Sector group declares 2016 a loss for foreign construction projects

Sector group declares 2016 a loss for foreign construction projects

Sector group declares 2016 a loss for foreign construction projects 2016 is a lost year for Turkey’s construction projects abroad after more than a decade of rapid rise due to several factors, including escalating risks in neighboring countries and the ongoing oil slump, a leading sectoral association has said.
The association also recommended that companies diversify their markets as much as possible, adding that a normalization in relations with Russia would enable the sector to rebound again.

According to the latest sector assessment report by the Turkish Contractors Association (TMB), Turkish companies undertook a total of 65 new projects worth $4.1 in the first nine months of the year, according to official data. This is the lowest for Turkish construction companies since 2001, when they made projects worth $2.9 billion in total. The volume of their projects has increased rapidly since 2002, reaching a peak point in 2013 at $30.1 billion before a sharp decrease in 2016.

“This decline in the number of projects in foreign countries has been mainly due to geopolitical problems in Turkey’s main markets. In addition to this, the oil plunge has also negatively affected investments in Turkey’s neighboring oil exporter countries. In this vein, it will be key for Turkish construction companies to diversify their foreign markets so as to include, for instance, sub-Saharan Africa,” said the association.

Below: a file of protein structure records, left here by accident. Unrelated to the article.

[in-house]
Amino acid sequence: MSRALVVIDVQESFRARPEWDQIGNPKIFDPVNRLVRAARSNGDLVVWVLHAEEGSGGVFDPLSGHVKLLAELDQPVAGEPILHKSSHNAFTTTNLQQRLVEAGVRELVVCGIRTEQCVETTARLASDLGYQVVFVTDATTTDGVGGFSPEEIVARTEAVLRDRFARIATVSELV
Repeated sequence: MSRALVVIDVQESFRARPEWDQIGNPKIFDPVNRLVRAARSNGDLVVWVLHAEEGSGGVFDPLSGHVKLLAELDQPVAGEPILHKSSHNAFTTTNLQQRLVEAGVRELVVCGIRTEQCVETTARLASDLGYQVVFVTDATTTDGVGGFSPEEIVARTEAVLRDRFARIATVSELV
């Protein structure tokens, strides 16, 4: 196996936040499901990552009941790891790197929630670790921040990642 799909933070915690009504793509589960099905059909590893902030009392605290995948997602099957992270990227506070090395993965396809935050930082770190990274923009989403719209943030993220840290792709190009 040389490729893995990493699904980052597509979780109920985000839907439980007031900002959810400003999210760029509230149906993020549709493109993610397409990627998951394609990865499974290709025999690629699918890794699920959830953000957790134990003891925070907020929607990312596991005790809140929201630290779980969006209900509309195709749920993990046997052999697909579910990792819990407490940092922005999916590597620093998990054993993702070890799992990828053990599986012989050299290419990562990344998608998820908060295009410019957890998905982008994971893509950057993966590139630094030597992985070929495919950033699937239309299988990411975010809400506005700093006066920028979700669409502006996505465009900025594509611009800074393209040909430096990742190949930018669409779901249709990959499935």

The TMB also noted that the normalization in ties with Russia would also enable Turkish companies to become strong in that key market once more.

There has also been a change in the market variation for Turkish companies over this year.

Turkish companies undertook a total of 8,772 projects worth $329.1 billion in 110 countries between 1972 and 2016. Russia, Turkmenistan, Libya, Iraq and Kazakhstan had been the largest markets for Turkey, but they were replaced by Bahrain, the United Arab Emirates, Kuwait, Morocco and Senegal at the beginning of 2016, according to the report.

The association also said there was some slowdown in the domestic housing market due to rising risks in economic expectations and a loss in the Turkish Lira’s value.